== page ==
Cushing’s Syndrome


In station 5 you may be asked to assess a patient with fatigue, muscle weakness, weight gain, new hypertension or diabetes, change in appearance etc.

HISTORY (3 minutes)

  • Timing Questions: since when, getting worse etc.
  • Cushing’s history:
    • Feeling weak eg. difficulty getting out of chair/climbing stairs
    • Easy bruising, stretch marks, thin skin
    • BP increase
    • Weight gain, increase appetite
    • Change in face- acne, hair growth, round, plethoric
    • Thirst/polyuria/polydipsia/recent blood sugar (Diabetes)
    • Back pain, pain in joints, fractures
    • Periods, erection, sex drive
    • Mood, insomnia, irritability
    • Infections eg. skin infections, urine infections, thrush
    • Fatigue/tiredness/lethargy
  • Source of cushings syndrome:
    • Pituitary: Visual change/headache
    • Iatrogenic: steroid use
    • Adrenal- abdominal pain
    • Ectopic- lung cancer questions eg. haemoptysis, chest pain, cough
  • PMH- difficult to control blood pressure, osteoporosis, conditions which are treated with steroids
  • Dx – steroids now or recently or in past. Including steroid creams, inhalers, nasal sprays, injections. What for? Dose, route, frequency
  • Fx
  • Sx and impact of symptoms on life

EXAMINATION (3 minutes)

  • Note the patients size/weight, look for features of arthritis, COPD, skin disease (reason for being on long term steroids)
  • Hands and Arms: thin, bruised, hands for fingerprick blood glucose marks, carpal tunnel release scars, clubbing, tar staining, thenar atrophy, weakness of thumb abduction, reduced sensation of lateral 3.5 fingers, request a BP, armpits for acanthosis nigricans
  • Face and neck: acne, plethora, facial fullness, hirsutism, acanthosis nigricans
  • Test for proximal myopathy: stand from sitting with arms crossed
  • Back: palpate for spinal tenderness, check for kyphosis (osteoporosis) and interscapular fat pads
  • Quick CVS, Resp (including lymph nodes), Abdo (striae, adrenalectomy scars)
  • Examine Visual fields (bitemporal hemianopia)

ICE + EXPLANATION (2 minutes)

A suggested explanation is as follows:

“I’d like to test for a condition called Cushing’s syndrome. This is when there is a high level of steroid hormone in the body. The most common cause is a small tumour in the pituitary gland in the brain which is making excess of a hormone which makes your adrenal glands on top of your kidneys make too much steroid hormone (you could draw a picture to help explanation). It can be removed by surgery. We need to collect all your urine in 24 hours to see if the level of steroid hormone is high. Depending on the results you might need further tests such as a brain scan. I will refer you to an endocrinologist (a hormone doctor)”


“I suspect your symptoms are secondary to the steroids which you have been taking for your rheumatoid arthritis/ fibrosis etc.  I’ll need to liaise with your rheumatologist/respiratory physician to see if we can slowly reduce your steroid dose and start steroid-sparing agents.  It is dangerous to suddenly stop steroids”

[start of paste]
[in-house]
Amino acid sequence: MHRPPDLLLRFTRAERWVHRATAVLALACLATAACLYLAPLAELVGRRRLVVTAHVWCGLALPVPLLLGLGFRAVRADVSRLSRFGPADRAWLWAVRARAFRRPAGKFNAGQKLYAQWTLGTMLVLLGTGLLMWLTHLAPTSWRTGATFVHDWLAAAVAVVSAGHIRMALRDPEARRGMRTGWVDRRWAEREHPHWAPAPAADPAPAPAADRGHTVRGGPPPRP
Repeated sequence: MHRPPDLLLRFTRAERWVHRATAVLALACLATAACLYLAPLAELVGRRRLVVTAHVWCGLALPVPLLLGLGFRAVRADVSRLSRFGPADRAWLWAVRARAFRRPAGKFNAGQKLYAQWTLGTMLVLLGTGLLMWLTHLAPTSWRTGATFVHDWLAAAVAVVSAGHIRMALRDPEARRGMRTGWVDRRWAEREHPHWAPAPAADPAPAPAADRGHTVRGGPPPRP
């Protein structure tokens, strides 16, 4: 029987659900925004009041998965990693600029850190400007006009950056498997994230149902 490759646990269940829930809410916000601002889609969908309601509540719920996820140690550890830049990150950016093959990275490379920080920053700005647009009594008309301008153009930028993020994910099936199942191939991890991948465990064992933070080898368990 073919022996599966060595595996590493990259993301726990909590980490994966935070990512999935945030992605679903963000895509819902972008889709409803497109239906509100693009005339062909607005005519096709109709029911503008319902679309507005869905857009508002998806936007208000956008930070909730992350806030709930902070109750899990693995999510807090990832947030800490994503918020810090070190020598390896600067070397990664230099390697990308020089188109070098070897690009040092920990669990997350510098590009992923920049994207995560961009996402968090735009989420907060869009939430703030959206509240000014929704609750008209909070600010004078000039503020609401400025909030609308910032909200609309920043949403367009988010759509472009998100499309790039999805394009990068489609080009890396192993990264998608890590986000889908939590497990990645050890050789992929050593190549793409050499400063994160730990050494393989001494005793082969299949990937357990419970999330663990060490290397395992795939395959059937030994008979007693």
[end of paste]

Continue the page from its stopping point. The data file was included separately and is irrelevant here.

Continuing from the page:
“I’m worried that this could be lung cancer because of your long smoking history and coughing up blood.  Some lung cancers make hormone-like substances which cause problems with other organs/tissues even though the cancer has not spread here. We need to start by doing some tests such as a CXR and possible CT scan of your chest. I will refer you to one of our lung specialists”



Cushing’s syndrome- any condition that causes increased glucocorticoid levels and loss of normal feedback mechanisms of the hypothalamic-pituitary-adrenal (HPA) axis

20-40 year old females are most commonly affected

*** most often iatrogenic secondary to exogenous steroids***

When not iatrogenic:

  1. 80% Pituitary Microadenoma (Cushing’s disease) secretes ACTH which stimulates the adrenals. Can be part of MEN1.
  2. 20% Adrenal adenoma/carcinoma/hyperplasia (cortisol secretion)


Ectopic ACTH syndrome from non-endocrine tumours eg. small cell lung cancer, bronchial carcinoid, pancreas, ovarian, medullary thyroid cancer, phaeochromocytoma

Pseudo-Cushing’s- alcoholism, obesity, depression, pregnancy, poorly controlled diabetes.  Get symptoms and signs and abnormal hormone levels but HPA normal. Normalises if treat the cause.


BP, blood glucose/Hba1c, lipid profile, ECG (LVH), U+E (low K+), FBC (WCC for infection), urine dipstick (glucose), CXR (underlying lung lesion), Echo (if features of heart failure)

Screen with 24 hour urinary free cortisol (increased)/ overnight dexamethasone suppression test (failure to suppress cortisol)

If raised cortisol on screening, do low dose dexamethasone suppression test (in pseudo-cushing’s cortisol suppresses)

If not suppressed on low dose dexamethasone suppression testing, do high dose dexamethasone suppression test

If high dose dexamethasone test suppresses cortisol, suspect a pituitary tumour and do MRI pituitary

If high dose dexamethasone test fails to suppress, do ACTH level at 9am. If high, suspect ectopic ACTH secretion and do CT chest abdomen pelvis. If low, suspect adrenal tumour and do adrenal CT.


First line for pituitary tumour = transphenoidal hypophysectomy (80% cure)

If surgery fails: cabergoline, pasireotide, metyrapone/ketoconazole (antiadrenocortical drugs) +/- pituitary irradiation

Remove adrenal and ectopic tumours surgically. Ectopic ACTH-secreting tumours may respond to somatostatin analogue treatment

Myopathy, menstrual irregularities, hypertension, osteoporosis, mood, diabetes may improve but may not disappear. Weight gain and appearance may partially improve.


Written by Dr Sarah Kennedy

Resources used to white this document include those used on the references section of this webpage and also: